Posted by: atowhee | November 12, 2008

Emigrant Lake: Lewis and Dark


 A Lewis’s Woodpecker, high atop an oak near Milepost 10 on Highway 66, east of Emigrant Lake.  This was one of the flock that apparently winters there annually.  Certainly they were present last fall and winter, leaving sometime in mid-psring for an unknown breeding territory.  This is the only bird that honors one of America’s great explorers and natural historians, Meriwether Lewis, co-leader of the famous expedition to explore the newly acquired Lousiana Purchase.  In 1804 he was the first official American explorer, along with Clark, to reach Oregon.  They spent that winter at the mouth of the Columbia River.  This species is one of several they discovered for science.

The Lewis’s Woodpecker is a stunning bird, acting much like a small crow.  It flies frequently to the ground to forage. It even flyu-catches.  In good light it has a remarkable mix of colors.  Here’s how Audubon described the bird he’d never seen alive, based on specimens brought back to him by Thomas Nuttall and John Townsend in the 1830s, and what he could tell from Alexander Wilson’s earlier drawings of the L&C specimens: “The general color of the upper parts is black, highly glossed with green, a band across the forehead, the throat, and a broad patch on the side of the head, surrounding the eye, deep carmine or blood-red; beyond this the thorat and the side softhe neck black;a band of dull white runs over the hind neck…the rest of the breast and sides are rose-red…”  He goes on and on.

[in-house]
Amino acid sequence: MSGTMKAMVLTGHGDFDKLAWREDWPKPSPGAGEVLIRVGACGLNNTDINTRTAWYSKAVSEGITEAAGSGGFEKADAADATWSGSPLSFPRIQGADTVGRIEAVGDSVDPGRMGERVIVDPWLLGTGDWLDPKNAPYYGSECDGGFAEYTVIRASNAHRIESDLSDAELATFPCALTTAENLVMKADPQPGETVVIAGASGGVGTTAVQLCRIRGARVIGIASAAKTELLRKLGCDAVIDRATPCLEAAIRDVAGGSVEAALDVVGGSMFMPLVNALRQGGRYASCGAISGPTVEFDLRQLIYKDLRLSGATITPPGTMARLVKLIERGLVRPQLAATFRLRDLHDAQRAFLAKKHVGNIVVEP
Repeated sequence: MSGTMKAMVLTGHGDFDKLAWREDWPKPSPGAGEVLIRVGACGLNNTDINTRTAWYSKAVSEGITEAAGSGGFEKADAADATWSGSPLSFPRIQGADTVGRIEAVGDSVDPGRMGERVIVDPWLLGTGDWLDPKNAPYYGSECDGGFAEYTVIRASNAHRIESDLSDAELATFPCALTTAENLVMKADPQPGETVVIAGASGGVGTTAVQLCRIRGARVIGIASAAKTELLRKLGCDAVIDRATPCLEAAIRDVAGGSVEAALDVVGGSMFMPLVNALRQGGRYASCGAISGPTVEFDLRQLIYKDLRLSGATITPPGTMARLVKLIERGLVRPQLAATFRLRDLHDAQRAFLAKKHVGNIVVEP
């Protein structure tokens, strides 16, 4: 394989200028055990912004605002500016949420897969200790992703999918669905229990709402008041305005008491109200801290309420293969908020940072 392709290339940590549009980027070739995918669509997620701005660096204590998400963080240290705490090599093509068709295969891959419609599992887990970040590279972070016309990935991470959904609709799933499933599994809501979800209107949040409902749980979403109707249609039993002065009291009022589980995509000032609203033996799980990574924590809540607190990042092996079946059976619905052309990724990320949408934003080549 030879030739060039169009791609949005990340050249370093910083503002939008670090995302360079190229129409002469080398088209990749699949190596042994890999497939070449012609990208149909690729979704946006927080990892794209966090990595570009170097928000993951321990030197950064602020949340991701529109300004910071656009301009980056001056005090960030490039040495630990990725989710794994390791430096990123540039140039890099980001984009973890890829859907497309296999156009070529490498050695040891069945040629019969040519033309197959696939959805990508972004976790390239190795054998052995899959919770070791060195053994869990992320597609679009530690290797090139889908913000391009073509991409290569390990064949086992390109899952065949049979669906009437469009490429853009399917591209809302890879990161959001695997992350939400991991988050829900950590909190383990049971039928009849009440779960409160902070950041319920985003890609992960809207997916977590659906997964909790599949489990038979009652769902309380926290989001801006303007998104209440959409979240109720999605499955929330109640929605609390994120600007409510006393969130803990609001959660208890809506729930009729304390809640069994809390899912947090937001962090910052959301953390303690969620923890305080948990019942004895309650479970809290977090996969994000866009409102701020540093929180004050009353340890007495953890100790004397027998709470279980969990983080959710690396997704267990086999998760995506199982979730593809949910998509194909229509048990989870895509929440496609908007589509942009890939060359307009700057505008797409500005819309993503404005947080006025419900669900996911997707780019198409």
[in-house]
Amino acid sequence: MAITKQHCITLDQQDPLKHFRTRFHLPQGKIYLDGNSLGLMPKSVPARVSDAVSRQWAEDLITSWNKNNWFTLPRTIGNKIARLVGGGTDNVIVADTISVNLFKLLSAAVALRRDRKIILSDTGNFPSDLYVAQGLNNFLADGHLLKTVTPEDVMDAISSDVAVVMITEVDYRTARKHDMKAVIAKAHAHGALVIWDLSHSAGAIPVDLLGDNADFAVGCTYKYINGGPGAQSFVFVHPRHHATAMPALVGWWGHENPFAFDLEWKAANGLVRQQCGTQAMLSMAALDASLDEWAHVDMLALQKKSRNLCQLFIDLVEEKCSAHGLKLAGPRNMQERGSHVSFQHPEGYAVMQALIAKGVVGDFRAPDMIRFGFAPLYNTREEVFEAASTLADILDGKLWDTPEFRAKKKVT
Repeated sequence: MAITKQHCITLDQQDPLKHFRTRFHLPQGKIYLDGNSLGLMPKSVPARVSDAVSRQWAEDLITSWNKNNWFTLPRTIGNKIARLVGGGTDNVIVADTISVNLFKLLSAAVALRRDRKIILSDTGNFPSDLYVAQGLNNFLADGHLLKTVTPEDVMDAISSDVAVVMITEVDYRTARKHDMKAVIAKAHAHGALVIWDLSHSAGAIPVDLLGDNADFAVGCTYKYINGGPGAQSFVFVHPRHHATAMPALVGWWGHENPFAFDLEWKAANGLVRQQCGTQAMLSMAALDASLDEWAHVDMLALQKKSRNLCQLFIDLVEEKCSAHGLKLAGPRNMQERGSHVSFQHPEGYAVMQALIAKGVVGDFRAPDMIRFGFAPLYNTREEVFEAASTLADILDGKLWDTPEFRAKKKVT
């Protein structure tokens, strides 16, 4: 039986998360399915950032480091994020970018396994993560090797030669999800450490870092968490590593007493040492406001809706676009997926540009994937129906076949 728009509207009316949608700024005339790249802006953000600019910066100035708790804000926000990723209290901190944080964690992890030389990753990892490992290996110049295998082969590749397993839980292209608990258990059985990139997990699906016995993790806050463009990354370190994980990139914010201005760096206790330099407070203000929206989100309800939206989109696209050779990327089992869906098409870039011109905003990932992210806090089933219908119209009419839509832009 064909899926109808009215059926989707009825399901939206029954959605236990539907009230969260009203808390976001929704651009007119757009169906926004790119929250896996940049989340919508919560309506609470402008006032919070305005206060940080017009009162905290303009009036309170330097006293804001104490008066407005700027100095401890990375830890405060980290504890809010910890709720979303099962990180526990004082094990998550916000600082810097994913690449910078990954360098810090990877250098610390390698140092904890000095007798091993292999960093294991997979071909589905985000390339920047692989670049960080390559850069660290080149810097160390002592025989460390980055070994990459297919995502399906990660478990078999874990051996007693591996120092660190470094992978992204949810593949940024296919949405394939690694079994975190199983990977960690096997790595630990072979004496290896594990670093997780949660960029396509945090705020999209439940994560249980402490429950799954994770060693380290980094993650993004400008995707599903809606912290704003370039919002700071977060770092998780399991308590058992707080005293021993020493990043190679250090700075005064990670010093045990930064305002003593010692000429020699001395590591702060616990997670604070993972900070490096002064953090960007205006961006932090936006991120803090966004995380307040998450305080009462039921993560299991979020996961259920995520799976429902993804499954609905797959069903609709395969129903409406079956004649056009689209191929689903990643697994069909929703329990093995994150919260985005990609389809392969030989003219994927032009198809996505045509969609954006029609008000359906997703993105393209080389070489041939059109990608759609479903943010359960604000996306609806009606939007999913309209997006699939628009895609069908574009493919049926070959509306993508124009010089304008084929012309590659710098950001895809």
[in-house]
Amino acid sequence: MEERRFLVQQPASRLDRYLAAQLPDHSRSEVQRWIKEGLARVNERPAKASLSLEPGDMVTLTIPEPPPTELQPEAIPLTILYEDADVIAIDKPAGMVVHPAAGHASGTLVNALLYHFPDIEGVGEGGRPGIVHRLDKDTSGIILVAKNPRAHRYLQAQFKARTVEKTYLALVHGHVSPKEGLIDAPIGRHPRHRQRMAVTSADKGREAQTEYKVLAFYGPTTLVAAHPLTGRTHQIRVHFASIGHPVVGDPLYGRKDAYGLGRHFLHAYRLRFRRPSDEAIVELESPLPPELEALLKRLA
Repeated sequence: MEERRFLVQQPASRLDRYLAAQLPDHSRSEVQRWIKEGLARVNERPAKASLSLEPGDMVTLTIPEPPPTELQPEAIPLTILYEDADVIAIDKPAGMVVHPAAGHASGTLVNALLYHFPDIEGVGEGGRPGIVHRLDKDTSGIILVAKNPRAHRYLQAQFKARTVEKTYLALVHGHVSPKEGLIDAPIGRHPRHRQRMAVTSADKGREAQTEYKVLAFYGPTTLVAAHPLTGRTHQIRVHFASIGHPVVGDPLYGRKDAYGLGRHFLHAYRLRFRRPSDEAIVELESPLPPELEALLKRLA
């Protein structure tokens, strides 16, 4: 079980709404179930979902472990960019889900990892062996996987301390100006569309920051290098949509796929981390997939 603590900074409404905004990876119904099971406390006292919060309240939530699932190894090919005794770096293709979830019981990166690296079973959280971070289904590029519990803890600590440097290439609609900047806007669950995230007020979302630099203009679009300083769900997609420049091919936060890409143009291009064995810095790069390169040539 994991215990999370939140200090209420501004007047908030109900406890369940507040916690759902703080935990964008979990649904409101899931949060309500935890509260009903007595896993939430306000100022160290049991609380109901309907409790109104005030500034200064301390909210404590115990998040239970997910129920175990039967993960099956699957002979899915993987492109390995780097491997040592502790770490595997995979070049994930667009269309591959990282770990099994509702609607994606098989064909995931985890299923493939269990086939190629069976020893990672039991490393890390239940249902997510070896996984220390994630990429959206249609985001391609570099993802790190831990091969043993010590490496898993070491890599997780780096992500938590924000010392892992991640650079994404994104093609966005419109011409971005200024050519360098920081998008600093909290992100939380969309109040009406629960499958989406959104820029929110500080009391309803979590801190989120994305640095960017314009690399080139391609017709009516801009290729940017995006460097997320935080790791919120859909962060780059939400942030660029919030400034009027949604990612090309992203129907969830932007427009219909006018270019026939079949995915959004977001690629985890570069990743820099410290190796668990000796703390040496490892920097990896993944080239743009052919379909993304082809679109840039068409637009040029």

You might assume this was today’s Lewis and “Dark.”  Not so.  There was a speeding dark streak along the eastern shore of Emigrant Lake, where the burrs are now on the summer-dried lakebed turning slowly to sticky goo by the rainy season. A Merlin.  Always at top speed when in motion and an umistakably strong, sharp-winged flier.  No picture of this one.  But here’s what they look like in alert repose.

The Meadowlarks were singing our their approval of the autumn sun which was burning away the fog.  The Acorn Woodpckers were laughing at their own private jokes.  The cackle and croak of Ravens echoed across the south end of Emigrant Lake as well as the honking of too many Canada Geese.












goose-landingGoose landing









img_4770This is about how the Red-tailed Hawk looked through mhy binoculars.  Very far away.



Location:     Emigrant Lake
Observation date:     11/11/08
Notes:     Western Meadowlarks were singing in the morning sun as the fog burned off.  Most of the Canada Geese were on the lake near the dam by the park entry road.
Number of species:     19

Canada Goose     350
Bufflehead     3
Great Blue Heron     3
Red-tailed Hawk     2
Merlin     1
American Coot     2
Spotted Sandpiper     1
Mourning Dove     4
Lewis’s Woodpecker     10
Acorn Woodpecker     8
Western Scrub-Jay     8
Common Raven     32
White-breasted Nuthatch     1
Western Bluebird     6
European Starling     40
Golden-crowned Sparrow     75
Dark-eyed Junco     1
Red-winged Blackbird     17
Western Meadowlark     9

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